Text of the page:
Lung Cancer Q&A – Brown Bag Chat

Ask the OncoLink experts your questions about lung cancer. You can submit questions ahead of time or during the live event. A transcript will be available after the event in case you miss it.

Experts include:
• Tracey Evans, MD, Medical Oncologist & Assistant Professor at the Abramson Cancer Center
• Jared Weiss, MD Medical Oncologist & Assistant Professor at University of North Carolina’s Lineberger Cancer Center
• “Jim” Apisarnthanarax, MD, Radiation Oncologist & Assistant Professor at the University of Pennsylvania
• Anil Vachani, MD, Pulmonologist & Assistant Professor at the University of Pennsylvania
• Tracy Lautenbach, MSW, LCSW, Social Worker at the University of Pennsylvania
• Donna Lee Lista, Lung Cancer Survivor, Advocate and OncoLink Blogger

8 thoughts on “Lung Cancer Q&A – Brown Bag Chat

  1. Truly amazing and blessed are you. I am praying so hard to have your outcome. I am only 41 stage 3 non small in right lung. Inoperable. On treatment 5 of 6 praying that a cure can be found. I have strong faith in Jesus, in God even in a priest Fr Seelos. I pray for healing all day every day. At 15 had hodgkins (1985) and hade been in remission until this diagnosis in Oct 2010. This tumor was caused by the radiation that savd my life as a teeneager. Ironic isn’t it?! I wish you many more years of continued blessings.

    1. You say that yours is in stage 3 but you don’t say whether it’s stage IIIA or IIIB. There is a BIG difference in that stage IIIB is inoperable but stage IIIA is operable. When I was first staged by the VAMC in Durham they misdianosed me as being stage IIIB and said that I was not eligible for surgery. When I questioned their diagnosis they admitted that they’d misdiagnosed me yet said that I still wasn’t eligible for surgery! I then went and received treatment via MEDICAID where I was eligible for surgery and received same. Have you gotten a second opinion? Why did they tell you that you cancer was “inoperable”?

        1. I think you are asking about the blog moderation? We hold comments until they are read- mostly because of the huge amount of spam we get on the blog- I have never had a real post that was deemed inappropriate.

          One other reason a lung cancer can be inoperable is the location. I don’t know Ellen’s case, but in some cases a location near critical structures (or involving these structures) can make surgery not an option. But, that too can vary by the skill of the surgeon, so shopping around for another opinion can be worthwhile.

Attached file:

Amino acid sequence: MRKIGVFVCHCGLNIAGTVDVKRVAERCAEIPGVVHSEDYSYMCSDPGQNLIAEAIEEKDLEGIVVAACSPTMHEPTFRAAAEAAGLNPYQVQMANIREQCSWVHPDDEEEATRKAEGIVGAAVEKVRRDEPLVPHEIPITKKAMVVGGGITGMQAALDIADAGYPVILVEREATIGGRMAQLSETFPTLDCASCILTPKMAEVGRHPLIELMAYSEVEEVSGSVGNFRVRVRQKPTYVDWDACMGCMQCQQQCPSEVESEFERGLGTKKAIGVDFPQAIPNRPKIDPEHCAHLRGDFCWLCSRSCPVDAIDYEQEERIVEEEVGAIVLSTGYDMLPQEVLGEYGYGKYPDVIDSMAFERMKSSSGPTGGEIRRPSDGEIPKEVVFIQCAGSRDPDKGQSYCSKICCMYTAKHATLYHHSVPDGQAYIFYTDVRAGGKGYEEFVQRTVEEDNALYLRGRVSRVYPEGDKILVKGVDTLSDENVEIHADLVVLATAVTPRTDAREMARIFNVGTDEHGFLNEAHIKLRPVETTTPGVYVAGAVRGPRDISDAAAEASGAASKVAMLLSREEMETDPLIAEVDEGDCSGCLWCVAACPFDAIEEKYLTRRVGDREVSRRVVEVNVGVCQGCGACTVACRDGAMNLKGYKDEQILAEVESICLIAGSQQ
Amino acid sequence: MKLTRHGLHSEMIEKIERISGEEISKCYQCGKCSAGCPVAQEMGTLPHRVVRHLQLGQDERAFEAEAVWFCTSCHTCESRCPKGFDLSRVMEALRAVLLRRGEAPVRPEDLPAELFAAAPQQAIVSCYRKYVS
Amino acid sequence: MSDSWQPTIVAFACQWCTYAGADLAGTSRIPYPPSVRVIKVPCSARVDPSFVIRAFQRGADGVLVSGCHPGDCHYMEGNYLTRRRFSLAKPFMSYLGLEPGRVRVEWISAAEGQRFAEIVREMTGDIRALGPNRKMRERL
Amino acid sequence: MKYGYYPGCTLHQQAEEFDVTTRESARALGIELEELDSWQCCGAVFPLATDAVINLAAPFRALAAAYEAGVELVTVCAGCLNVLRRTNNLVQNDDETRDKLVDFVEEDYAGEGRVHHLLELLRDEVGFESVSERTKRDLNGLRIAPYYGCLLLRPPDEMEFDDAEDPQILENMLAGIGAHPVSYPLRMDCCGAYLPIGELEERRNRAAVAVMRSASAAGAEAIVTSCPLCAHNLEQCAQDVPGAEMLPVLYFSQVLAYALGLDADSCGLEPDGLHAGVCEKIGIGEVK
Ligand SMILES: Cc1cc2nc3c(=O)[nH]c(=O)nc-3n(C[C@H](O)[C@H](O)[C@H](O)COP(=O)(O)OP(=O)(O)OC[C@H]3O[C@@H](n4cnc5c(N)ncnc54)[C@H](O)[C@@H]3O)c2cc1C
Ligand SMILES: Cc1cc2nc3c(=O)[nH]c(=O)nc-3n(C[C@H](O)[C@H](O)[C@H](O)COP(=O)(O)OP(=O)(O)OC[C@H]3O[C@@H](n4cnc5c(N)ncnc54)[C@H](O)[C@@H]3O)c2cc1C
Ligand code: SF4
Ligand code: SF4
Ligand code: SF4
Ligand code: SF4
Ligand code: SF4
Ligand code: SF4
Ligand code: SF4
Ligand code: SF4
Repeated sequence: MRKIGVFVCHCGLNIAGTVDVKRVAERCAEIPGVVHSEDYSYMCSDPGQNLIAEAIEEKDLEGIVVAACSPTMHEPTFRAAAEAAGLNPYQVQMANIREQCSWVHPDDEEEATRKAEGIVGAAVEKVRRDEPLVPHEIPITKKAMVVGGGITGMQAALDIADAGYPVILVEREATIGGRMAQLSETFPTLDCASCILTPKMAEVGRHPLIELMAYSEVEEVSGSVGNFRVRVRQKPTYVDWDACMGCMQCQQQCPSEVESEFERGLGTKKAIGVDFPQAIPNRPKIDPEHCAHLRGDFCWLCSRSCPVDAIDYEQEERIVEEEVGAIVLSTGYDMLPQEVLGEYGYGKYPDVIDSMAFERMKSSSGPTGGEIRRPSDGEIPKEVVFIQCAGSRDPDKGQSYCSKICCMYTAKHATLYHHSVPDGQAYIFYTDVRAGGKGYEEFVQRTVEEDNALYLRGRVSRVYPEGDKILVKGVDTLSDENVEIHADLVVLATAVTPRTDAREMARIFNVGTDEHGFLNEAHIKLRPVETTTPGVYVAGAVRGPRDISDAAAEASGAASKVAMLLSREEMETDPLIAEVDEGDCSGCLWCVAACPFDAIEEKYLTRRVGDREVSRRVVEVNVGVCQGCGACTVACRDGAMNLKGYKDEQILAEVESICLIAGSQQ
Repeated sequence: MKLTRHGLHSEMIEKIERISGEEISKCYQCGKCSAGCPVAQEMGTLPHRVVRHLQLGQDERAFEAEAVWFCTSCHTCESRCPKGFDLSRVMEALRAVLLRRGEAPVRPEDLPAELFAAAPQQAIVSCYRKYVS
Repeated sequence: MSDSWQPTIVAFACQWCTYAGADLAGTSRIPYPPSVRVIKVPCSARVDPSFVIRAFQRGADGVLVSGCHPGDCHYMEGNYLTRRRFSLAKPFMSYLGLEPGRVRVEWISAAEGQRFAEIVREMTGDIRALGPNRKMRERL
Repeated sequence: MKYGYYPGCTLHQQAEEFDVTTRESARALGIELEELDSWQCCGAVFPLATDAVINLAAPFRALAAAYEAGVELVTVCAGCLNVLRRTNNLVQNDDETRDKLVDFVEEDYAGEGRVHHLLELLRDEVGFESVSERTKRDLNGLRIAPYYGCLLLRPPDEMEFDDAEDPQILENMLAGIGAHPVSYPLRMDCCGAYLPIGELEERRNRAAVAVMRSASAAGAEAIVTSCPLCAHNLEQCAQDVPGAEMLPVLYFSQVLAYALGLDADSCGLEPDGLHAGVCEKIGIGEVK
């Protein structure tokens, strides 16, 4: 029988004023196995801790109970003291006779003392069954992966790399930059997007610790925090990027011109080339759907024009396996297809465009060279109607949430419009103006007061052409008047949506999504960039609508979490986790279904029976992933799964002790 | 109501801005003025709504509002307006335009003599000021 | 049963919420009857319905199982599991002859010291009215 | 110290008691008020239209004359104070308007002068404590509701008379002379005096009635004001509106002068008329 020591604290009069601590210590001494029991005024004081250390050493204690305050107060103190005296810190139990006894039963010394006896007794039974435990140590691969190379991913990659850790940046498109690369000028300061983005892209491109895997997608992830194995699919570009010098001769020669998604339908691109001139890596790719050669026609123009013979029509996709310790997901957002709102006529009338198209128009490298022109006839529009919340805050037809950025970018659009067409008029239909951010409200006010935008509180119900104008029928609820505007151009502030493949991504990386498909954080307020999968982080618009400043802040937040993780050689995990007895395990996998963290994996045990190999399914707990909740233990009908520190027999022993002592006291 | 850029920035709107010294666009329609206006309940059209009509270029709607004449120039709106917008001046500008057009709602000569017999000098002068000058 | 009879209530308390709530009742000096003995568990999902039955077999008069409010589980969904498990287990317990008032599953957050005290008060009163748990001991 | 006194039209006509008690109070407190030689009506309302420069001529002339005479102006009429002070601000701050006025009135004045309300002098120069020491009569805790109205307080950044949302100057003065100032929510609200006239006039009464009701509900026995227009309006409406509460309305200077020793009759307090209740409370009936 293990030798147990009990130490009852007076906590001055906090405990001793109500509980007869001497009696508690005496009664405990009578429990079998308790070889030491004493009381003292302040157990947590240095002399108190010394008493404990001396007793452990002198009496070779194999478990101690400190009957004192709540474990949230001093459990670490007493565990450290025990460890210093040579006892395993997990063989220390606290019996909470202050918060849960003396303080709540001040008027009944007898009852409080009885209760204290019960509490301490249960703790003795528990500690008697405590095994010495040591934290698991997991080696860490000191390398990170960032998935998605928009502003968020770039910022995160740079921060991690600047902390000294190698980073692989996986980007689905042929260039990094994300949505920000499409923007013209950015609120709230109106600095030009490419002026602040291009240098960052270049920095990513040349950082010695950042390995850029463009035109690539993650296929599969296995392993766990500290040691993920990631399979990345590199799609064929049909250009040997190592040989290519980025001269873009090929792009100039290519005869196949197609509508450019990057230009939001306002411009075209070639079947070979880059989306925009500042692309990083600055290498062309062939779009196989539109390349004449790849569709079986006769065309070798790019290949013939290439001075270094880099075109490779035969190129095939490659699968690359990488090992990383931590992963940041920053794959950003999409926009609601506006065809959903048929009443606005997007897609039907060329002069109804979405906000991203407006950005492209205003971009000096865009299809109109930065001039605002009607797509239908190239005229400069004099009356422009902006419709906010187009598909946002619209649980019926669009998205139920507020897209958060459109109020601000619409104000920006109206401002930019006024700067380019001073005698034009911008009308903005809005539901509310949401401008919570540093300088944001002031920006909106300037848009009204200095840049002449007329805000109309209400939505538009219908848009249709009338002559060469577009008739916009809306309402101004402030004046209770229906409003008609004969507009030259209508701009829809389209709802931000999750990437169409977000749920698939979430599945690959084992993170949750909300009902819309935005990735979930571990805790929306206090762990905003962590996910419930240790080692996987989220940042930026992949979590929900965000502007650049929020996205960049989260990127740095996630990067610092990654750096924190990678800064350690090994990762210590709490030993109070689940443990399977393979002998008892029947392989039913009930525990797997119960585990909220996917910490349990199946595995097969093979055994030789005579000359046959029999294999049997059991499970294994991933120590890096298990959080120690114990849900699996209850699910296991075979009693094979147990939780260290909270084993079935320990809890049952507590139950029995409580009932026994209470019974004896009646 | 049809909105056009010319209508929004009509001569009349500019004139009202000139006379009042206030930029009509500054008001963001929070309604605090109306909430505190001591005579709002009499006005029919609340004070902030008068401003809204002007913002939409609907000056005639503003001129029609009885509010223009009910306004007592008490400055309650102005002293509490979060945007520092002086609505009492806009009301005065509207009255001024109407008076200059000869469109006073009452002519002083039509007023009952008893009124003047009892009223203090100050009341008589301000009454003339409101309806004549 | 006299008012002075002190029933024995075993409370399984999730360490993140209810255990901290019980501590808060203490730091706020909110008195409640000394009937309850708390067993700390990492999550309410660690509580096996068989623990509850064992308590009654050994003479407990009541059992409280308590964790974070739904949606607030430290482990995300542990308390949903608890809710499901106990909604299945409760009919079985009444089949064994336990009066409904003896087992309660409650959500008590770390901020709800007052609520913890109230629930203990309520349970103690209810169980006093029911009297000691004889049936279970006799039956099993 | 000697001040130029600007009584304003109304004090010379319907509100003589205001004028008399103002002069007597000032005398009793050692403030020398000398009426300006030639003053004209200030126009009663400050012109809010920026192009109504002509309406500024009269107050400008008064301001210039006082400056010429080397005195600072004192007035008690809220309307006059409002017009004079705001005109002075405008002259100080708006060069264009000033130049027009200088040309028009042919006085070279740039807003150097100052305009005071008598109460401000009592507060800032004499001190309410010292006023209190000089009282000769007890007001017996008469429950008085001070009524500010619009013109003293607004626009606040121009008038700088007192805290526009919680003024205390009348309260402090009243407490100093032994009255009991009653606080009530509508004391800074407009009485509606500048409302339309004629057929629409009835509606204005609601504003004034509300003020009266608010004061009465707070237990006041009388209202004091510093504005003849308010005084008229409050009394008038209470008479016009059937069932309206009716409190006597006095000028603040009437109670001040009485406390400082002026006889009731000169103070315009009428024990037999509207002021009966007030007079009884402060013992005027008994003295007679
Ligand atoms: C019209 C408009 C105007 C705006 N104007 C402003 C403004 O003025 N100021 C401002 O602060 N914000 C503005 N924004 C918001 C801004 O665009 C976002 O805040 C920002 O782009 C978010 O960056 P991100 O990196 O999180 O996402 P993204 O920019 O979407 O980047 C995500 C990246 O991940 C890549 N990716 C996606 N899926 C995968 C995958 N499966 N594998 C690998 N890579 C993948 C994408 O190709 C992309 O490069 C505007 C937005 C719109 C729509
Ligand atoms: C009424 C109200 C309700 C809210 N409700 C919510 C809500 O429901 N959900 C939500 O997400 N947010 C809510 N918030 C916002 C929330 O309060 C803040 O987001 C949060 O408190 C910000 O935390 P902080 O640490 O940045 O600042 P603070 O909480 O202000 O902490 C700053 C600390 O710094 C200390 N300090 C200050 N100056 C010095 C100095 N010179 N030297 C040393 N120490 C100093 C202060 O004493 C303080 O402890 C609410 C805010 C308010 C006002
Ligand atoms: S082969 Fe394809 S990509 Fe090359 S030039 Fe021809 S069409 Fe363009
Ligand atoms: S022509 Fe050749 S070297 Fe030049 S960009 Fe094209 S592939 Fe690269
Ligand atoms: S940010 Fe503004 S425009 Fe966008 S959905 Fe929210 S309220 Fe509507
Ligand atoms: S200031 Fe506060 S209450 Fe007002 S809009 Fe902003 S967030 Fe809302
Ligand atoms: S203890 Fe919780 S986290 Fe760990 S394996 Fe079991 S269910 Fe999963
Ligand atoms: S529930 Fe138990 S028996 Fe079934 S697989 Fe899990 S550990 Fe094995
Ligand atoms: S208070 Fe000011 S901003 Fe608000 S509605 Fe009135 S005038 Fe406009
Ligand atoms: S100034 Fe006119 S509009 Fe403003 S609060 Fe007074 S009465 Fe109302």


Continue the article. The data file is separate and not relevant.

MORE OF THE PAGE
2. my husband was diagnoise with lung cancer back in 8/2010 he started chemo treatment. he went for a ct scan on 2/24/2011 no sign if tumor in lungs. we went bac again on 3/31/2011 still no tumor ct scan was clear. white blood cell count is low, but doctor wants him to do maintenace chemo every 3 to 4 weeks.
    Is this normal since there is no tumor in his body?

  3. Lung cancer, (NSCLC) stage three plus. My cancer in inoperable I am told. Chemo has so far stopped the growth of my tumours. Good shrinkage of tumours resulted from the combination of chemo and immunotherapy, but the latter was stopped due to a bad allergic response. Now, I would like to know if there are other Immunotherapy trials available? I once smoked, but stopped 47 years ago. Prior to my diagnosis, I had been treated for latent TB which left scarring on my lung. Additionally, further treatment for Lyme disease – which was never confirmed but treated as RA, necessitated the use of biologic drug Embrel and methotrexate, this drug, methotrexate, made me horribly sick. Following treatment, CDC rayed my lungs which were clear, yet, five years later i had lung cancer – why?

    1. Sadly we cant predict when cancer will develop. We do know that smoking does increase risk of lung cancer, but given that you quit 47 years ago, you wouldn’t meet current criteria for “routine” preventive screening. You can always check out our clinical trials matching service, Emerging Med, for trials you may be eligible for. You can find them here:

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